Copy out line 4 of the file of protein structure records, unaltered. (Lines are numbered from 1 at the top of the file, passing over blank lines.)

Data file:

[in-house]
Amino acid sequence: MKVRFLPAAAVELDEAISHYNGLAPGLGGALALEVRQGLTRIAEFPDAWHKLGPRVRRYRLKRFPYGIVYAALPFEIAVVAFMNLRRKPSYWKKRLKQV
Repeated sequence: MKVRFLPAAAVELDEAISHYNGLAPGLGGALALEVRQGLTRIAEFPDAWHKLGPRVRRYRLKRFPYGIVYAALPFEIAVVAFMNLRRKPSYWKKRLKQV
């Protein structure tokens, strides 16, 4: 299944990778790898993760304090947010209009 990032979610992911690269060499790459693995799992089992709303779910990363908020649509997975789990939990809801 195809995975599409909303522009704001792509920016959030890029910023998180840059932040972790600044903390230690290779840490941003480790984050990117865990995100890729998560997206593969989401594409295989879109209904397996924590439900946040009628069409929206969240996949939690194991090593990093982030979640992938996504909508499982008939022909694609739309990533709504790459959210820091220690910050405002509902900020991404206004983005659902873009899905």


């Protein structure tokens, strides 16, 4: 299944990778790898993760304090947010209009 990032979610992911690269060499790459693995799992089992709303779910990363908020649509997975789990939990809801 195809995975599409909303522009704001792509920016959030890029910023998180840059932040972790600044903390230690290779840490941003480790984050990117865990995100890729998560997206593969989401594409295989879109209904397996924590439900946040009628069409929206969240996949939690194991090593990093982030979640992938996504909508499982008939022909694609739309990533709504790459959210820091220690910050405002509902900020991404206004983005659902873009899905």